Sorry for the length, but I didn't have time to write a short blog.

Wednesday, September 26, 2012

The Party of Lincoln? Reagan Democrats?

You hear it often, "the Republican party is the party of Lincoln."  Yet, for his time Lincoln clearly had liberal views.  Then there were the Reagan Democrats of the '80s and '90s who were largely conservative.  There was also the group known as Dixiecrats, another set of conservatives of the late '50s and '60s. Yet the Lincoln Republicans led the way in freeing the slaves, which most would concede was a dramatic Civil Rights move.  By the Great Depression, Franklin Delano Roosevelt, a Democrat, would lay the ground work for the  New Deal, which began welfare and social security.  There were segregationists like George Wallace and Stom Thurmond, the former a Democrat and the latter a Republican.  So when did the two parties change places?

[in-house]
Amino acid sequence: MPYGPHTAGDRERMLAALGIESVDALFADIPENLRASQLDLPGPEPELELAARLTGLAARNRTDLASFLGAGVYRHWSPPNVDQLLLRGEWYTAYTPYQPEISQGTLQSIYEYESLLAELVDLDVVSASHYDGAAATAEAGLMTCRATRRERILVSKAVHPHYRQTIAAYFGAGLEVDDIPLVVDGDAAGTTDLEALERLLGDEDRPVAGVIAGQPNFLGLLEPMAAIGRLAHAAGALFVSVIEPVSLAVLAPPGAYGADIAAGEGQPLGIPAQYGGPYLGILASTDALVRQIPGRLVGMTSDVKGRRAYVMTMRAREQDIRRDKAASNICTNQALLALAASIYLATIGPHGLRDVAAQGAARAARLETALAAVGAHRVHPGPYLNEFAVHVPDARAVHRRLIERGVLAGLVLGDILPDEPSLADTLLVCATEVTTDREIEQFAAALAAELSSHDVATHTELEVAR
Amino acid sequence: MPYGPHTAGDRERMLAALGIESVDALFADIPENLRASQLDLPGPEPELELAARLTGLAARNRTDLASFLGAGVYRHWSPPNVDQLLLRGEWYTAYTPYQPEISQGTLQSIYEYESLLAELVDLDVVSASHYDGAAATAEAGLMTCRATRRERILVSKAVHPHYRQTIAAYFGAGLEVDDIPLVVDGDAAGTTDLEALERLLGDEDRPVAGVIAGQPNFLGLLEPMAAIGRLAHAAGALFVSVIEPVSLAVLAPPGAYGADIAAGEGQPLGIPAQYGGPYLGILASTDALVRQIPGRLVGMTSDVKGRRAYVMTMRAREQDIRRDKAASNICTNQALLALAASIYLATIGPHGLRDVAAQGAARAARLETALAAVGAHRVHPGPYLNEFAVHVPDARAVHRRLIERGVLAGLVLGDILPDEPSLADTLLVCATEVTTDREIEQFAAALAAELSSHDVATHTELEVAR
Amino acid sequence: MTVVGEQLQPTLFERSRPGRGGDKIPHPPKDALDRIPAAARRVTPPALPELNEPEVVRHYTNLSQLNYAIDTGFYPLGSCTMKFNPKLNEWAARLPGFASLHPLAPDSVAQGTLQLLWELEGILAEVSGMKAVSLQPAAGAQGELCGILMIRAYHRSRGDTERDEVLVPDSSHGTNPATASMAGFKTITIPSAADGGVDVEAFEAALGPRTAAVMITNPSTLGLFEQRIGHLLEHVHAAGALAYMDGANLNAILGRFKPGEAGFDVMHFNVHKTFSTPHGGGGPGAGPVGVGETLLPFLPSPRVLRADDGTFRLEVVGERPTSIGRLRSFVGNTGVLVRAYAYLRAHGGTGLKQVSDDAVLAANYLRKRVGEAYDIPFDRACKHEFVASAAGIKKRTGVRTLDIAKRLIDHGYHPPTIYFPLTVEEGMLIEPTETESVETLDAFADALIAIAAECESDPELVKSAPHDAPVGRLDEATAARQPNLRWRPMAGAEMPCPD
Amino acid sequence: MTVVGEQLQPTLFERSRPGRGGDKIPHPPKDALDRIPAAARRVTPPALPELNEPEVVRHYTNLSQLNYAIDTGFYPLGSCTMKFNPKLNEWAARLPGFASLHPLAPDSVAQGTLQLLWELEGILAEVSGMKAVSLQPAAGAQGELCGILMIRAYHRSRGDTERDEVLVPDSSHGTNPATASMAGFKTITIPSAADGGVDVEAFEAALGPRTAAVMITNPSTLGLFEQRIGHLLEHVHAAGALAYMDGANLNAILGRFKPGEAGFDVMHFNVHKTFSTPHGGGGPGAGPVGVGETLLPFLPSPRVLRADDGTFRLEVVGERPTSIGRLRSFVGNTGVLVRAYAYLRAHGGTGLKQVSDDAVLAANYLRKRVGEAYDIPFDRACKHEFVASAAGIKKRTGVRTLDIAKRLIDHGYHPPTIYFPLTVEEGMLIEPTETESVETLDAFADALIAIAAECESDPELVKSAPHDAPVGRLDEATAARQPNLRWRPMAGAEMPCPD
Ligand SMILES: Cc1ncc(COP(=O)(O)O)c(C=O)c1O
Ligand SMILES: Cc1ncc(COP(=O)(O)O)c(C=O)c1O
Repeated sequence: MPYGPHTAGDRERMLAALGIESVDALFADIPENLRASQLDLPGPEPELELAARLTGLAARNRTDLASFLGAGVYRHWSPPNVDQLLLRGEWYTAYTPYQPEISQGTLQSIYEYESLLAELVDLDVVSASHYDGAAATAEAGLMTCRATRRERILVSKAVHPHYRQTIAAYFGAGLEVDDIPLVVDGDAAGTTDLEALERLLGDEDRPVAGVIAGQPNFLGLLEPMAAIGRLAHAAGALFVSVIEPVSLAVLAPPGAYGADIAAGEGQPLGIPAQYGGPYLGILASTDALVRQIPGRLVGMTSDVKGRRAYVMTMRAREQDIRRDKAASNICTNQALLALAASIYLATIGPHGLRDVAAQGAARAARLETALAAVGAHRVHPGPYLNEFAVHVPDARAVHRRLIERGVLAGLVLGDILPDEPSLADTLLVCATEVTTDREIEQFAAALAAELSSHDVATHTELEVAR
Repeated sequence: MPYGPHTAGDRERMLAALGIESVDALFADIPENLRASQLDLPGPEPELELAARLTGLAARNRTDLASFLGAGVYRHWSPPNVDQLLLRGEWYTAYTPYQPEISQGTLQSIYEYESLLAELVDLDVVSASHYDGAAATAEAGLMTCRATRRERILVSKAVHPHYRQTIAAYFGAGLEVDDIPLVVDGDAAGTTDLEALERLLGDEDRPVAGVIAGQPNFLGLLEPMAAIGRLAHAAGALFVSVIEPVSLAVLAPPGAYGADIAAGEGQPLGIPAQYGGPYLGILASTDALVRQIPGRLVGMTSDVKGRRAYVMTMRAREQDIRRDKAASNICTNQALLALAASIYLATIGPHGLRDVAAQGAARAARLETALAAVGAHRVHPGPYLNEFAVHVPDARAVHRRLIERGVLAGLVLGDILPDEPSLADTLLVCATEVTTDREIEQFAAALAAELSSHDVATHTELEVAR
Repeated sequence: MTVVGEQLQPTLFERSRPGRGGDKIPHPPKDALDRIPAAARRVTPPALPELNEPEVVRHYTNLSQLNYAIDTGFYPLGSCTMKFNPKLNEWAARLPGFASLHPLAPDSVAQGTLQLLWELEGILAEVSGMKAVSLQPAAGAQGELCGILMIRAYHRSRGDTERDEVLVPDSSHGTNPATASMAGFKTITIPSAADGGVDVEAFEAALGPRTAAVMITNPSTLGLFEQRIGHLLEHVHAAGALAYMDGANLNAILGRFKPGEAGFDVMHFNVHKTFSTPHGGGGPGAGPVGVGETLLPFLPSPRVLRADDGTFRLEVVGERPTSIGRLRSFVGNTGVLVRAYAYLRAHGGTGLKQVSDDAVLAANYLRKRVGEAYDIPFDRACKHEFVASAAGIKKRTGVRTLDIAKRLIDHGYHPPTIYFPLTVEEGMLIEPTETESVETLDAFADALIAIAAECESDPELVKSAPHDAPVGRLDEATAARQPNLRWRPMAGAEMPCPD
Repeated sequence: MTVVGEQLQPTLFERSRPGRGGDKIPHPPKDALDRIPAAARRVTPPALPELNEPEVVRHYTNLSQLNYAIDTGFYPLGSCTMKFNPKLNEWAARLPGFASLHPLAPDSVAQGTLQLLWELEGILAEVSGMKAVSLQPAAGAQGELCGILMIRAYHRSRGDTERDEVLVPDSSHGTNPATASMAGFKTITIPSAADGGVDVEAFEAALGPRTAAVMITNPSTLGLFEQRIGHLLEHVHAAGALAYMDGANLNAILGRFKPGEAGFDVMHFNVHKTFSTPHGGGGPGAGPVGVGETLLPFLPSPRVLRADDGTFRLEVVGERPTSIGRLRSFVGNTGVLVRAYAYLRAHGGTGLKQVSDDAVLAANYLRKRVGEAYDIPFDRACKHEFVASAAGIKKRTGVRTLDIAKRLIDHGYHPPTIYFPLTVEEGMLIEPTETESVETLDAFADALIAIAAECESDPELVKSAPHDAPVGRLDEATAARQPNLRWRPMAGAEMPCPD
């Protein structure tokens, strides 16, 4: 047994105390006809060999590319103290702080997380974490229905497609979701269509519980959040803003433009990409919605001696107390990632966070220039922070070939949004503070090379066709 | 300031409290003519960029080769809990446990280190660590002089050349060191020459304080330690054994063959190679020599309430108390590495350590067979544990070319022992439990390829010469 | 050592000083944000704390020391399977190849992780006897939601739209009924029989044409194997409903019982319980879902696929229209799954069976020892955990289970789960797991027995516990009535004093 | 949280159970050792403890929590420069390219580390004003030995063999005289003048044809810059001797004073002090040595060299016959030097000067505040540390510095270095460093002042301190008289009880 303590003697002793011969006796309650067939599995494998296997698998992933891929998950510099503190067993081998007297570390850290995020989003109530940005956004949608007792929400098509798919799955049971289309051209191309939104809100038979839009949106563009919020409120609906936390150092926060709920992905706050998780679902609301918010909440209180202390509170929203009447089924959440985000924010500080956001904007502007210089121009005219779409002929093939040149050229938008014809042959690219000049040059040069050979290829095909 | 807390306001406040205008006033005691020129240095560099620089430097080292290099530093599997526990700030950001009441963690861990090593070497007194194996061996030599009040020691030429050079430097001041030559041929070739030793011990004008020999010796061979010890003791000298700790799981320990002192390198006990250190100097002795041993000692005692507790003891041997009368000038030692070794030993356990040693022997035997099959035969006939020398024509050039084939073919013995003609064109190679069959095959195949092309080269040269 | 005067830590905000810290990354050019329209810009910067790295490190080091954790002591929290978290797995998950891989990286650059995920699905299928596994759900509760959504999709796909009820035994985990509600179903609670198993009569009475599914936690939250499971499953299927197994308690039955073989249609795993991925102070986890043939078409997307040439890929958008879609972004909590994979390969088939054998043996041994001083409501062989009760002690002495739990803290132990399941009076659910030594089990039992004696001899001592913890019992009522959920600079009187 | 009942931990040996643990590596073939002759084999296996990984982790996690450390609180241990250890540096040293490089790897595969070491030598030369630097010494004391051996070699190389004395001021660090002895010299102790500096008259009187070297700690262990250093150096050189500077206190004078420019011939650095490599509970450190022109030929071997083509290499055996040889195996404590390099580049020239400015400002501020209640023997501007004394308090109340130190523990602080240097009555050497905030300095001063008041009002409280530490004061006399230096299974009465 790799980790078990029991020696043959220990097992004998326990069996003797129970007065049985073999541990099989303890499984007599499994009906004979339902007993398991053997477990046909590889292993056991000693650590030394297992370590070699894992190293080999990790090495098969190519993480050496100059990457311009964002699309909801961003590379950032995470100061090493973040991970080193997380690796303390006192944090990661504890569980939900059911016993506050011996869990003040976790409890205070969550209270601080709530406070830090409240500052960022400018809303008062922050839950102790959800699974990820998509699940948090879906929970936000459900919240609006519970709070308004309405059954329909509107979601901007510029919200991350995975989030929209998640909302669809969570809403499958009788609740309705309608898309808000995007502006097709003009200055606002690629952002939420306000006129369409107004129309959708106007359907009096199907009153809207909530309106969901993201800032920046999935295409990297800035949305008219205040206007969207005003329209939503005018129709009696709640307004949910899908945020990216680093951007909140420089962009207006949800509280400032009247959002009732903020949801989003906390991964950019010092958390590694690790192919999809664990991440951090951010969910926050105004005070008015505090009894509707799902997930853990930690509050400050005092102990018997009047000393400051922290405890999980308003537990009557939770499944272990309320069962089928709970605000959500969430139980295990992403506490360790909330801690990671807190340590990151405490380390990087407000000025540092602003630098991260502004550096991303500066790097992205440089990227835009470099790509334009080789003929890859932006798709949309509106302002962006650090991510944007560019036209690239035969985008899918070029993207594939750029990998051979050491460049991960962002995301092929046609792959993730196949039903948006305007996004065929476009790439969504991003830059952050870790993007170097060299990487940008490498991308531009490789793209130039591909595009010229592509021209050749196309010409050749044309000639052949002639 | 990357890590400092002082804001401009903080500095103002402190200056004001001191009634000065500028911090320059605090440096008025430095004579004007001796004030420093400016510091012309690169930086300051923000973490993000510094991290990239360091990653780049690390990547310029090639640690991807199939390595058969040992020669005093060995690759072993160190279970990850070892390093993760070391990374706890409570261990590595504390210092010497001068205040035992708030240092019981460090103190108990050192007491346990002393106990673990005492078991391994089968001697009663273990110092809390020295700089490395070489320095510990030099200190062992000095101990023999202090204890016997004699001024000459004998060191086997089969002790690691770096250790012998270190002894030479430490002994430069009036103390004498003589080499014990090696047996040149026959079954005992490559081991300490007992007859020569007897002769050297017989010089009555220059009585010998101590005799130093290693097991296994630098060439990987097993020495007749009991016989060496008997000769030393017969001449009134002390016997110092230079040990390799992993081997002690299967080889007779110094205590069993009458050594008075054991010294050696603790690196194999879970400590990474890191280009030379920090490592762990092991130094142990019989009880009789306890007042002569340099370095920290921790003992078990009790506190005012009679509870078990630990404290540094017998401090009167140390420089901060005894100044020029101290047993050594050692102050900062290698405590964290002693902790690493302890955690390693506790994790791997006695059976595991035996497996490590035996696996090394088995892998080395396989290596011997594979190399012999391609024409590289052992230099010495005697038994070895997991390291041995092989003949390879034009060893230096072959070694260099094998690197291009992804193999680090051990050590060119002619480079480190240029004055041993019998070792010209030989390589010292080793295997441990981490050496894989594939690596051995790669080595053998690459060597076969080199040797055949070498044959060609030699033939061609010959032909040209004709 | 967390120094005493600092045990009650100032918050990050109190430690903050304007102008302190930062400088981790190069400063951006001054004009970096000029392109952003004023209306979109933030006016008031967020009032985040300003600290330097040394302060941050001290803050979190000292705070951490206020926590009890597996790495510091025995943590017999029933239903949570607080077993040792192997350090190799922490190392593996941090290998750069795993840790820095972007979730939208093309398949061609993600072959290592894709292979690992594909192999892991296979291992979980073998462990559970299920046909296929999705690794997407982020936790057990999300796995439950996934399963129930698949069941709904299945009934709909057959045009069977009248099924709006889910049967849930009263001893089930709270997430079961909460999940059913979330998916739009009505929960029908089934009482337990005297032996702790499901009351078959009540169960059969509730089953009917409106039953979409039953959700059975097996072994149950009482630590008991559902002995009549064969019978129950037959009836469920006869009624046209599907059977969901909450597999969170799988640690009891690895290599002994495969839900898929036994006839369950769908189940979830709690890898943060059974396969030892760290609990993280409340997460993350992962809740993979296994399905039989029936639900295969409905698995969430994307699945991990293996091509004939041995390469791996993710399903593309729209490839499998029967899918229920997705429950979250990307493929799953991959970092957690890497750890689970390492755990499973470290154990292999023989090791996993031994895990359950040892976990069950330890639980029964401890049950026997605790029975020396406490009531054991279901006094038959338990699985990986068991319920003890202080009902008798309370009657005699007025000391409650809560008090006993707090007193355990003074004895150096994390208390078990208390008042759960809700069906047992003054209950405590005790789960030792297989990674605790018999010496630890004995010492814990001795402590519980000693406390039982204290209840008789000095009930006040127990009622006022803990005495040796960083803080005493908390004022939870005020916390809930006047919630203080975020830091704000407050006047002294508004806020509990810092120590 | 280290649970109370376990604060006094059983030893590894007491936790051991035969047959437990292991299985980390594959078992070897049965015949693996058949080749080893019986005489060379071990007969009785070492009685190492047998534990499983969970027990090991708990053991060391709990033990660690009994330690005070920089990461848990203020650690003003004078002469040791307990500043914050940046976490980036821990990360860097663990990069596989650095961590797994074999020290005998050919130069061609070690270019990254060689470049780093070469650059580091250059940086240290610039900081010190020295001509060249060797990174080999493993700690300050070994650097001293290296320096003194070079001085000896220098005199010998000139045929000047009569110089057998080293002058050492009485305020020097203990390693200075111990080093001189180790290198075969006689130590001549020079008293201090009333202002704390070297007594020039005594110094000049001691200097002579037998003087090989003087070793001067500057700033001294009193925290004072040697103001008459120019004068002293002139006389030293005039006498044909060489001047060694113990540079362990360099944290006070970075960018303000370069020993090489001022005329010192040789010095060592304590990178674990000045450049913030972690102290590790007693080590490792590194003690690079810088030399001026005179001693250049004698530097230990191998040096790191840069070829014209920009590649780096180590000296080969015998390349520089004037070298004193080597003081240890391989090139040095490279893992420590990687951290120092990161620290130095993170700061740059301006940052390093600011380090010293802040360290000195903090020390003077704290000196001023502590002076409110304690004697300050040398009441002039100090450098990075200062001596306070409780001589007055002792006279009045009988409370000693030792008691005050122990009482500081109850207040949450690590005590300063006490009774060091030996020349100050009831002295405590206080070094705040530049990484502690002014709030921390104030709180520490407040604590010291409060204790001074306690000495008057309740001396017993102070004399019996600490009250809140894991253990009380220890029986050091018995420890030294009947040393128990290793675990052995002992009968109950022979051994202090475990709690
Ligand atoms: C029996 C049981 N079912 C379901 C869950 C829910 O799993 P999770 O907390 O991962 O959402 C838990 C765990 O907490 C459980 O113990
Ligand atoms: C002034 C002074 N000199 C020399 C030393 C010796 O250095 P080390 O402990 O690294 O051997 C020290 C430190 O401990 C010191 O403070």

Politics is a complex and nearly unfathomable occupation.  The fact is that there have been several such changes in beliefs by both parties.  To start we need to go back a ways...the birth of nation, before there was the DNC and RNC.  In the beginning...(of the USA) there were two parties: The Federalists and Democratic - Republicans.  The Federalists supported the Northeast and largely business.  The Democratic-Republicans didn't.  They were more artisan oriented.  The Federalists eventually folded and were replaced by the new party of business, the Whigs.  One of the people I came across while trying to figure this out stated that the Whigs primary goal was to raid the public treasury.  Mean while, the Democratic-Republican party became just the Democratic party in the early 1800's. Of all the presidents, by the way, only George Washington had no reported party affiliation.  John Adams was the only Federalist.  Four presidents were Democratic Republicans. Four were Whigs. Eighteen were Republicans. Fifteen were Democrats. Andrew Johnson, Lincoln's vice president is usually identified as a Democrat, but he never officially joined the party, so technically he was an independent.  John Tyler, a Whig as vice president, went against the party and was expelled from the Whig Party making him independent as well.